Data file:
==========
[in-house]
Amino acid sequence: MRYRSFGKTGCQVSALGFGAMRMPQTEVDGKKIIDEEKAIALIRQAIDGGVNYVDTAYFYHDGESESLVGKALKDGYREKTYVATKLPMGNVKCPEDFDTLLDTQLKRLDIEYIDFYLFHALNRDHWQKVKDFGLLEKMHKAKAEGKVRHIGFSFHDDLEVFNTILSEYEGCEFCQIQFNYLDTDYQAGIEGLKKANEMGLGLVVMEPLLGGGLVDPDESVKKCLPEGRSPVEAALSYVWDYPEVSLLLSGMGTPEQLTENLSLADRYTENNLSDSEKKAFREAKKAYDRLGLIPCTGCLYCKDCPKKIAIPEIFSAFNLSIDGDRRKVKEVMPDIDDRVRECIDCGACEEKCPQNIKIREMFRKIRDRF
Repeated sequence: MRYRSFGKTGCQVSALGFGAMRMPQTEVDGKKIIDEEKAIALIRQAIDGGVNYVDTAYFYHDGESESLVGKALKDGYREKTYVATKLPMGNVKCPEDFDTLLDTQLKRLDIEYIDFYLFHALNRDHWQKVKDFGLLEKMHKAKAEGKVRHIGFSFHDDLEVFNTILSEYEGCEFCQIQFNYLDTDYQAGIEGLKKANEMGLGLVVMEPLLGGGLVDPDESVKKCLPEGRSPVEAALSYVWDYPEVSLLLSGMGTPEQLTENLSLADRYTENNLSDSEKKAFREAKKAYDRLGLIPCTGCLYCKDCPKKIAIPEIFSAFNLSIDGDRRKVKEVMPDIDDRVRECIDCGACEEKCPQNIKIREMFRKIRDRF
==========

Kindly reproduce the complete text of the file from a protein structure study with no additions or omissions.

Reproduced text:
[in-house]
Amino acid sequence: MRYRSFGKTGCQVSALGFGAMRMPQTEVDGKKIIDEEKAIALIRQAIDGGVNYVDTAYFYHDGESESLVGKALKDGYREKTYVATKLPMGNVKCPEDFDTLLDTQLKRLDIEYIDFYLFHALNRDHWQKVKDFGLLEKMHKAKAEGKVRHIGFSFHDDLEVFNTILSEYEGCEFCQIQFNYLDTDYQAGIEGLKKANEMGLGLVVMEPLLGGGLVDPDESVKKCLPEGRSPVEAALSYVWDYPEVSLLLSGMGTPEQLTENLSLADRYTENNLSDSEKKAFREAKKAYDRLGLIPCTGCLYCKDCPKKIAIPEIFSAFNLSIDGDRRKVKEVMPDIDDRVRECIDCGACEEKCPQNIKIREMFRKIRDRF
Repeated sequence: MRYRSFGKTGCQVSALGFGAMRMPQTEVDGKKIIDEEKAIALIRQAIDGGVNYVDTAYFYHDGESESLVGKALKDGYREKTYVATKLPMGNVKCPEDFDTLLDTQLKRLDIEYIDFYLFHALNRDHWQKVKDFGLLEKMHKAKAEGKVRHIGFSFHDDLEVFNTILSEYEGCEFCQIQFNYLDTDYQAGIEGLKKANEMGLGLVVMEPLLGGGLVDPDESVKKCLPEGRSPVEAALSYVWDYPEVSLLLSGMGTPEQLTENLSLADRYTENNLSDSEKKAFREAKKAYDRLGLIPCTGCLYCKDCPKKIAIPEIFSAFNLSIDGDRRKVKEVMPDIDDRVRECIDCGACEEKCPQNIKIREMFRKIRDRF